Document Type: Letter to Editor

Authors

King’s College London School of Medicine, Strand, London, WC2R 2LS, United Kingdom

Abstract

We read, with great interest, the article by Hayat et al. (1). We are glad that such a pertinent issue is finally being explored. As medical students, we are aware of how vital productivity is; therefore, this paper is key to helping us find reasons and answers to any hindrances in our productivity. Moreover,
it was interesting and shocking to learn that procrastination behaviours are not only linked to lower academic achievements, but also higher course withdrawal. Having said that, we would like to point out some discrepancies in the research methods and results. The authors acknowledged that because the study was carried out on medical students, the results are consequently less generalizable to all
students, thus decreasing its external validity (2).
However, we would like to argue that the results are also not generalizable to, or representative
of, medical students either. This is because the sampling method selected -convenience samplingmay
present higher levels of inapplicability and invalidity due to the method being subject to selection bias. This is because the sample method has two main inherent flaws:
1) It magnifies the unconscious biases of the researchers as only certain cohorts are convenient
for them to sample. Moreover, despite the somewhat balanced gender ratio, there are other
confounding variables that may have affected the results which we shall illustrate below.
2) Certain personality traits, eg extraversion, are also amplified in a non-random sampling method (3). This can explain the low response rate of 71% as those with more introverted tendencies may not have completed it.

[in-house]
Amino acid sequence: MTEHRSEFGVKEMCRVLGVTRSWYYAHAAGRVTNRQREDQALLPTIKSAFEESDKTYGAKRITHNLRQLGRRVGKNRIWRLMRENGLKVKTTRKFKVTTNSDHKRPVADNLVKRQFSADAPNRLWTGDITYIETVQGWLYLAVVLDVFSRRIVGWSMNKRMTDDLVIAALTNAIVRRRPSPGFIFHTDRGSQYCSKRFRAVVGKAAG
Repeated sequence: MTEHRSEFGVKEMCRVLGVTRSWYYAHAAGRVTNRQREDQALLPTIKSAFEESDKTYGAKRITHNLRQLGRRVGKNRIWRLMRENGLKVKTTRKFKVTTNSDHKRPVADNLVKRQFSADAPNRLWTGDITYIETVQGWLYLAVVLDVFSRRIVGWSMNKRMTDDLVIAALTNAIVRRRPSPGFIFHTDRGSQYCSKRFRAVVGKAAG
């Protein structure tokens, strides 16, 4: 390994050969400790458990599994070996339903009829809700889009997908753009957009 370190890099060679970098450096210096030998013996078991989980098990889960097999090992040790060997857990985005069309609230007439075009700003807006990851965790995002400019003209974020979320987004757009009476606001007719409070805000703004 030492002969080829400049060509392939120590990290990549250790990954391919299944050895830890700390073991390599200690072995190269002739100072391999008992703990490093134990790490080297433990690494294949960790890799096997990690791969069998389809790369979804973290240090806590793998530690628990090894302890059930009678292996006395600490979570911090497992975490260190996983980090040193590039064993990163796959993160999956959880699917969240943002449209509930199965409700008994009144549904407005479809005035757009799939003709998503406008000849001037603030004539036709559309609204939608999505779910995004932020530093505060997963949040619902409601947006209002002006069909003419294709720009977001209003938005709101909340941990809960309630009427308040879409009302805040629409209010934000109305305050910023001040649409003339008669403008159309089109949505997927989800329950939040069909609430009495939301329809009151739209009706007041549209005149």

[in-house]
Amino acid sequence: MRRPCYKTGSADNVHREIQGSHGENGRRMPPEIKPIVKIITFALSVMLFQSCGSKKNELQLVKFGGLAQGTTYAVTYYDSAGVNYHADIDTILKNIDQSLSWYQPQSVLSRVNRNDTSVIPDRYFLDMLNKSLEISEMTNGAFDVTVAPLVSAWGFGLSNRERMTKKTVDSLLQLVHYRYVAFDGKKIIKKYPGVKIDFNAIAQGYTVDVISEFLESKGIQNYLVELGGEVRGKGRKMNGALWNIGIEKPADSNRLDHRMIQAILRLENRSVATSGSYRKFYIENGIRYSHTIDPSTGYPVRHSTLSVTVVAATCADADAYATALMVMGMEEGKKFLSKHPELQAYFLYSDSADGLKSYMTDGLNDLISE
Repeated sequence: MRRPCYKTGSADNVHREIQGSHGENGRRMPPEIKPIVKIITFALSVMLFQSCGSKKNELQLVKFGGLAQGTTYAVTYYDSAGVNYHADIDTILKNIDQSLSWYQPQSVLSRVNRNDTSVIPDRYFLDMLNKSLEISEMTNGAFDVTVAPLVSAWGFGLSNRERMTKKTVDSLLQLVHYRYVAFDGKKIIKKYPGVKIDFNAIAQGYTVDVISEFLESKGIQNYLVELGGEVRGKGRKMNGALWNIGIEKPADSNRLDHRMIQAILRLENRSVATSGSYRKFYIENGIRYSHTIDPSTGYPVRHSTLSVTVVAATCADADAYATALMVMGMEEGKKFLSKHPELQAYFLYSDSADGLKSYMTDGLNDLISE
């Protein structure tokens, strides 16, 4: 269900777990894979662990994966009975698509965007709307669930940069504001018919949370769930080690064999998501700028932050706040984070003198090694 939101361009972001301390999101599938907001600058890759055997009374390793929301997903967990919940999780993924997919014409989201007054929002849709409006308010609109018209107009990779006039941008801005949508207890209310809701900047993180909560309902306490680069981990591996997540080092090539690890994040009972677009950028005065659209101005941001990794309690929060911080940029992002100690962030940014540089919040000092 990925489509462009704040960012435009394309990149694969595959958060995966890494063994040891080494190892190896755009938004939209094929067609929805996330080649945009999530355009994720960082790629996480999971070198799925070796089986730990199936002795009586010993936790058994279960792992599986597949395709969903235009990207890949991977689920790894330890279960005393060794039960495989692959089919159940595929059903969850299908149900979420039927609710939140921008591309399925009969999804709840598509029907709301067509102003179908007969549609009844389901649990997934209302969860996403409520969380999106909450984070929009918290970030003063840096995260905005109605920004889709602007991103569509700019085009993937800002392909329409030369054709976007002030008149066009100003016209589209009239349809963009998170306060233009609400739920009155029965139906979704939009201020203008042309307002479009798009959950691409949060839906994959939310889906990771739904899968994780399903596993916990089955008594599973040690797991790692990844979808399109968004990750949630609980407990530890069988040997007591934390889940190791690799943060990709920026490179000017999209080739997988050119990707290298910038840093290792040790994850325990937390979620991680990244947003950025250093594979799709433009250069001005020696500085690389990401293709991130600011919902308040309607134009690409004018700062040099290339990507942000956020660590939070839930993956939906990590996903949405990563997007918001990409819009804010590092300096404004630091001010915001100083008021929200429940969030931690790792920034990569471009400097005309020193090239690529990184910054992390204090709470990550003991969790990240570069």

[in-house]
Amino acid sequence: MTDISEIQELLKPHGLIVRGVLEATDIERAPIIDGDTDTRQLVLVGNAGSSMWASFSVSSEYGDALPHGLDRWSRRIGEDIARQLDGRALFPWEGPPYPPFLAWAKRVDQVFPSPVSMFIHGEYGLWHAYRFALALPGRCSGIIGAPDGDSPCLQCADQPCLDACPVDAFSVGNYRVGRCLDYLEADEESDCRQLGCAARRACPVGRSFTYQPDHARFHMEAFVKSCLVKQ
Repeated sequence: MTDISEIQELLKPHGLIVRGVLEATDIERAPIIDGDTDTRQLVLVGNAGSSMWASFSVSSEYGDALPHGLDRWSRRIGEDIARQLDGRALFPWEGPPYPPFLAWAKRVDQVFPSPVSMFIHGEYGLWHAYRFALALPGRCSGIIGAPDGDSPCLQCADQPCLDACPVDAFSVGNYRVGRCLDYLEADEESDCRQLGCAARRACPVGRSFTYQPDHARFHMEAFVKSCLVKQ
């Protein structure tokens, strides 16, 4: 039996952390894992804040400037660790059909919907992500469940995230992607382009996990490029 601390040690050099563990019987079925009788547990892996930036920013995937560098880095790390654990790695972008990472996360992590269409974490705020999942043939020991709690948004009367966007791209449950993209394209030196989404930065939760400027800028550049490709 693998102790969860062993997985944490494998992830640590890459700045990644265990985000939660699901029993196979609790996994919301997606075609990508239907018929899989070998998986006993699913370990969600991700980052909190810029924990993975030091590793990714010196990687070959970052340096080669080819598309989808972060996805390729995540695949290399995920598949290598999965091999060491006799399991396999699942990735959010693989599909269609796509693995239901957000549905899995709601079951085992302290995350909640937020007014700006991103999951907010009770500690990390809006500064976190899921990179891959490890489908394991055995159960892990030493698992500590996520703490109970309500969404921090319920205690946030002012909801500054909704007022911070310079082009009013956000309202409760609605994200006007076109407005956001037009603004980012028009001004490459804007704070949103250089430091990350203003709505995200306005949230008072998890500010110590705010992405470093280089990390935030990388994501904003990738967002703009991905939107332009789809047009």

Keywords

Dear editor

We read, with great interest, the article by Hayat et al ( 1 ). We are glad that such a pertinent issue is finally being explored. As medical students, we are aware of how vital productivity is; therefore, this paper is key to helping us find reasons and answers to any hindrances in our productivity. Moreover, it was interesting and shocking to learn that procrastination behaviours are not only linked to lower academic achievements, but also higher course withdrawal. Having said that, we would like to point out some discrepancies in the research methods and results. 

The authors acknowledged that because the study was carried out on medical students, the results are consequently less generalizable to all students, thus decreasing its external validity ( 2 ). However, we would like to argue that the results are also not generalizable to, or representative of, medical students either. This is because the sampling method selected -convenience sampling- may present higher levels of inapplicability and invalidity due to the method being subject to selection bias. This is because the sample method has two main inherent flaws:

1) It magnifies the unconscious biases of the researchers as only certain cohorts are convenient for them to sample. Moreover, despite the somewhat balanced gender ratio, there are other confounding variables that may have affected the results which we shall illustrate below.